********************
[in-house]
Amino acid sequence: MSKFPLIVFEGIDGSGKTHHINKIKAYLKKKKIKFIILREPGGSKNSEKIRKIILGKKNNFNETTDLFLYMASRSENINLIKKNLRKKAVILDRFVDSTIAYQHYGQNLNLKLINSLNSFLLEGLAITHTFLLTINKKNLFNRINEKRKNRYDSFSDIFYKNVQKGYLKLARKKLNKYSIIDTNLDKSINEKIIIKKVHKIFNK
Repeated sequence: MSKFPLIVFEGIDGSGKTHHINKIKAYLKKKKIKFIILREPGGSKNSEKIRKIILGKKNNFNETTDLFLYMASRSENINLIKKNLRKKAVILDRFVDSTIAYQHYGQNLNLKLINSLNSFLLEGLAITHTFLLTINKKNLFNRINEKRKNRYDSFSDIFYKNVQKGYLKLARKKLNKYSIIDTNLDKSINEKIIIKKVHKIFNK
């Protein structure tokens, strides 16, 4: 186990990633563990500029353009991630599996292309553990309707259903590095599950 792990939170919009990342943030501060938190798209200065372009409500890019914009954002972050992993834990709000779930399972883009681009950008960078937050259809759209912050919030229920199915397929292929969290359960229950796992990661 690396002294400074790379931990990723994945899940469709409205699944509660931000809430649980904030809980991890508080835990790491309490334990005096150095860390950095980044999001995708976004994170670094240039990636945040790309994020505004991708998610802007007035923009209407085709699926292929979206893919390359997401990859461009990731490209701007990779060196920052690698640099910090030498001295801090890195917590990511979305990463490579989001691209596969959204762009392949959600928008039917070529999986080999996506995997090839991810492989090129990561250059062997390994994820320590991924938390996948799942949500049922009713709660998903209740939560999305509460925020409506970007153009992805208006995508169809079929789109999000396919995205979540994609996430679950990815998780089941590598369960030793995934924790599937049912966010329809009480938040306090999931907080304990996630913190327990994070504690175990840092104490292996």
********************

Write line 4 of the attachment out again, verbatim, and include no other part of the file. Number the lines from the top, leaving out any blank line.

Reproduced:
């Protein structure tokens, strides 16, 4: 186990990633563990500029353009991630599996292309553990309707259903590095599950 792990939170919009990342943030501060938190798209200065372009409500890019914009954002972050992993834990709000779930399972883009681009950008960078937050259809759209912050919030229920199915397929292929969290359960229950796992990661 690396002294400074790379931990990723994945899940469709409205699944509660931000809430649980904030809980991890508080835990790491309490334990005096150095860390950095980044999001995708976004994170670094240039990636945040790309994020505004991708998610802007007035923009209407085709699926292929979206893919390359997401990859461009990731490209701007990779060196920052690698640099910090030498001295801090890195917590990511979305990463490579989001691209596969959204762009392949959600928008039917070529999986080999996506995997090839991810492989090129990561250059062997390994994820320590991924938390996948799942949500049922009713709660998903209740939560999305509460925020409506970007153009992805208006995508169809079929789109999000396919995205979540994609996430679950990815998780089941590598369960030793995934924790599937049912966010329809009480938040306090999931907080304990996630913190327990994070504690175990840092104490292996």